John R. Wunder




$34.95 hardcover


University Press of Kansas


Bleeding Kansas in the Newspapers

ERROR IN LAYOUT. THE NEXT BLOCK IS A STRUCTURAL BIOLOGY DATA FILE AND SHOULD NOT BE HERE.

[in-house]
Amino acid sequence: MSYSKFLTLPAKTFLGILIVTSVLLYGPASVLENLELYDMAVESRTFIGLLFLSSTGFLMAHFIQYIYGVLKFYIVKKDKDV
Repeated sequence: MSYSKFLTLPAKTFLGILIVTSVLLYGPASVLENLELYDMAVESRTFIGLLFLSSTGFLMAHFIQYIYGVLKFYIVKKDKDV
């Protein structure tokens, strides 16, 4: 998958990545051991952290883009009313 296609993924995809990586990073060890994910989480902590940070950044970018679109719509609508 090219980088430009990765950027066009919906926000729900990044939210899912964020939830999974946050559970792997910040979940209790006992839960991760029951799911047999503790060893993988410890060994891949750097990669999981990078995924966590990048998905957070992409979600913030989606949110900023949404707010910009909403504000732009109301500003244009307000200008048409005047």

The state of “state" history today is a sorry one except for a few. Too many history departments at major universities have decided that state history is not a particular specialty they wish to continue with faculty investment. They have forgotten that state histories in the nineteenth and twentieth centuries were the building blocks of modern American history. Still one state stands out above the rest for constant quality state history – that is, the understanding of the history of a place within a regional and national context. That state is Kansas. The book contributors to Kansas history are legion – James Malin, George Anderson, Homer Socolofsky, Charles Wood, Donald Worster, Rita Napier, Nicole Etcheson, Pamela Riney-Kehrberg, James Sherow, William Unrau, . . . . and Craig Miner. Their works are contiguous and continuous throughout the decades, and they continue to explore and discover the intricacies and nuances about Kansas to the present day. These historians, I submit, often have made “a mark." Of course, Kansas does have certain advantages. Where else does one find significant Indian history, settlement, railroads, the dust bowl, agricultural revolutions, twentieth-century presidential rivals, major civil rights breakthroughs, and the Civil War? Actually, Craig Miner has found most of these dramas and made important historical contributions fleshing them out. He is one of the most productive of these Kansas historians, having previously published West of Wichita: Settling the High Plains of Kansas (1986); Kansas: the History of the Sunflower State, 1854-2000 (2002); Next Year Country: Dust to Dust in Western Kansas (2006), among other Kansas books. And now comes his contribution to the pre-Civil War years, Seeding Civil War: Kansas in the National News, 1854-1858 (2008). It is Miner’s contention that the events in 1850s Kansas provoked national and regional argument unlike any other in the tense times preceding the Civil War. They provided the seeds and the soil for national division. Sides were chosen; and the stress point over the slavery debate exploded in rhetoric. On page one, Miner plants his thesis: “Kansas was more important to the coming of the Civil War than has been hitherto recognized, and that it was important more because of how events there were talked about in the national press than because of the significance of those events themselves." He then goes about the serious business of proving his point. Along the way he explores hundreds of thousands of newspaper articles in tens of hundreds of northern, eastern, and southern communities. Western papers were few and isolated, and although Miner sampled them as well, they offered few commentaries. The newspaper editorials proved pungent, and Miner discovered regional diversities of opinion. Not everyone in New England wanted to obliterate Missourians; not everyone in the South felt slavery must be enhanced at every step. Seeding Civil War is divided into eight chapters with a brief introduction and conclusion. The chapter titles are symbolic of the verve with which Miner applies his “pen." Chapter 1 “Manufacturing Opinion" sets the stage; Chapter 2 “The All-Absorbing Question" addresses the quandary posed by Kansas expansion in the Union; Chapter 3 “Vox Populi" considers immigration to Kansas and why it throws dry wood on the flickering flames; and Chapter 4 “First Pure, Then Peaceable" ponders gunrunning and religious fervor and the taking of the populace up to the precipice of war. Could peace be achieved at this late a date? – many in the nation wondered. Thereafter follows Chapter 5 “Martyrology," wherein minimal blood spilt gains maximum exposure; Chapter 6 “A Serpent at the Heart," how the Kansas troubles lead journalists in every region to ponder Kansas and the unthinkable – secession; Chapter 7 “The Graveyard of Governors," why seven territorial governors of a sort in Kansas Territory’s first three years explain the impossibility of political compromise and the ending of the bloodshed; and Chapter 8 “Lecompton," the natural evolution of a flawed political concept to an accelerated cultural divide. By early 1858, the press is exhausted with the topic of Kansas as are Kansans. It was as if, Miner subscribes, the nation discovered that Kansas was truly a microcosm. Everywhere, the nation was now infected with division. “Popular sovereignty" might have been a democratic principle, but the structure to implement it was not possible. Some papers tagged it a “pettifogging device," Miner observes. The conclusion tells us that “The Fires Go Out." Actually, Miner offers that best words for concluding this story. This book shows, he argues, how the press in 1850s America offered significant commentary on voting, religion, leadership, race, law, freedom, authority, potential justifications for revolution, and treason. “However, its narrowest purpose is its most important contribution. That is, the deepest significance here is in increased understanding of how the nation dealt with the issue of the admission of Kansas, a topic of great importance all by itself." Miner then forcefully concludes, “It should be clear to the reader of this book that Kansas was not only a national issue but, for a period of four years, the national issue" (246). This tight, beautifully scripted monograph is a major contribution to the story of the realization of the Kansas-Nebraska Act of 1854. It explains how a national understanding of Bleeding Kansas evolved. For those who wish to know more about why the Civil War happened and for those who simply enjoy quality history, this book is must reading. John R. Wunder is professor of History and Journalism at the University of Nebraska-Lincoln. His most recent books include The Nebraska-Kansas Act of 1854 (University of Nebraska Press, 2008) co-edited with Joann M. Ross and Nebraska Moments (University of Nebraska Press, 2007) co-authored with Susan A. Wunder and Donald R. Hickey.